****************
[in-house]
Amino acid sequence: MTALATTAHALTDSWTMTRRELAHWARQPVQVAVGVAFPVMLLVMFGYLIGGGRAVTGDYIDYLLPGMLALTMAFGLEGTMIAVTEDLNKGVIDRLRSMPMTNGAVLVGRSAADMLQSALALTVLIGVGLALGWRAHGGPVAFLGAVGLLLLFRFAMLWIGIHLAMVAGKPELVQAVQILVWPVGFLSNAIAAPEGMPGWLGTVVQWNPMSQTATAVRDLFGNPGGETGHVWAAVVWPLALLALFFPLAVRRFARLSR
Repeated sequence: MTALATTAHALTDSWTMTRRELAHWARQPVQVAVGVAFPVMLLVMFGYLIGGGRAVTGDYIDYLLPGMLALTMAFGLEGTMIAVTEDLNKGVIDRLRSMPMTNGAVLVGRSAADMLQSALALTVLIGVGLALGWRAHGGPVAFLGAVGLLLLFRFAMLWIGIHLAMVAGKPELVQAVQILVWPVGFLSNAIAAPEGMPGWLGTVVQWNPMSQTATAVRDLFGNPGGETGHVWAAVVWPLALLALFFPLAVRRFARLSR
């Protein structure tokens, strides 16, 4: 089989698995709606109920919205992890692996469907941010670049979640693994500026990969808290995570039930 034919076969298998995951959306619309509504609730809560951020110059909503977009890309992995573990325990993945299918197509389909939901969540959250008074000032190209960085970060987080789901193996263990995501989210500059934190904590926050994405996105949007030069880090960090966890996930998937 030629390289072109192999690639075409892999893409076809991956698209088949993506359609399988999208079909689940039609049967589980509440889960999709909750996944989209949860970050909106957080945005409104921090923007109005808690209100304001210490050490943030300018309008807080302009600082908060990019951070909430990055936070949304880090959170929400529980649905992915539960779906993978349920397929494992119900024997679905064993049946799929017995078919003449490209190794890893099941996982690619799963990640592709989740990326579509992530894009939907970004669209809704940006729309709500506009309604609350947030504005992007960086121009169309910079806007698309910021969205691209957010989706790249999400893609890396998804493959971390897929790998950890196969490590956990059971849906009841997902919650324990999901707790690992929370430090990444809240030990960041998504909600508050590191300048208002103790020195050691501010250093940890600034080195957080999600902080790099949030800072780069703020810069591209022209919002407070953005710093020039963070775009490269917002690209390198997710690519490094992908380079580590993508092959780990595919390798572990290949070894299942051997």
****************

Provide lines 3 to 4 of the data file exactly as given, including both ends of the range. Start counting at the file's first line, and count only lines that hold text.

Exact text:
Repeated sequence: MTALATTAHALTDSWTMTRRELAHWARQPVQVAVGVAFPVMLLVMFGYLIGGGRAVTGDYIDYLLPGMLALTMAFGLEGTMIAVTEDLNKGVIDRLRSMPMTNGAVLVGRSAADMLQSALALTVLIGVGLALGWRAHGGPVAFLGAVGLLLLFRFAMLWIGIHLAMVAGKPELVQAVQILVWPVGFLSNAIAAPEGMPGWLGTVVQWNPMSQTATAVRDLFGNPGGETGHVWAAVVWPLALLALFFPLAVRRFARLSR
């Protein structure tokens, strides 16, 4: 089989698995709606109920919205992890692996469907941010670049979640693994500026990969808290995570039930 034919076969298998995951959306619309509504609730809560951020110059909503977009890309992995573990325990993945299918197509389909939901969540959250008074000032190209960085970060987080789901193996263990995501989210500059934190904590926050994405996105949007030069880090960090966890996930998937 030629390289072109192999690639075409892999893409076809991956698209088949993506359609399988999208079909689940039609049967589980509440889960999709909750996944989209949860970050909106957080945005409104921090923007109005808690209100304001210490050490943030300018309008807080302009600082908060990019951070909430990055936070949304880090959170929400529980649905992915539960779906993978349920397929494992119900024997679905064993049946799929017995078919003449490209190794890893099941996982690619799963990640592709989740990326579509992530894009939907970004669209809704940006729309709500506009309604609350947030504005992007960086121009169309910079806007698309910021969205691209957010989706790249999400893609890396998804493959971390897929790998950890196969490590956990059971849906009841997902919650324990999901707790690992929370430090990444809240030990960041998504909600508050590191300048208002103790020195050691501010250093940890600034080195957080999600902080790099949030800072780069703020810069591209022209919002407070953005710093020039963070775009490269917002690209390198997710690519490094992908380079580590993508092959780990595919390798572990290949070894299942051997």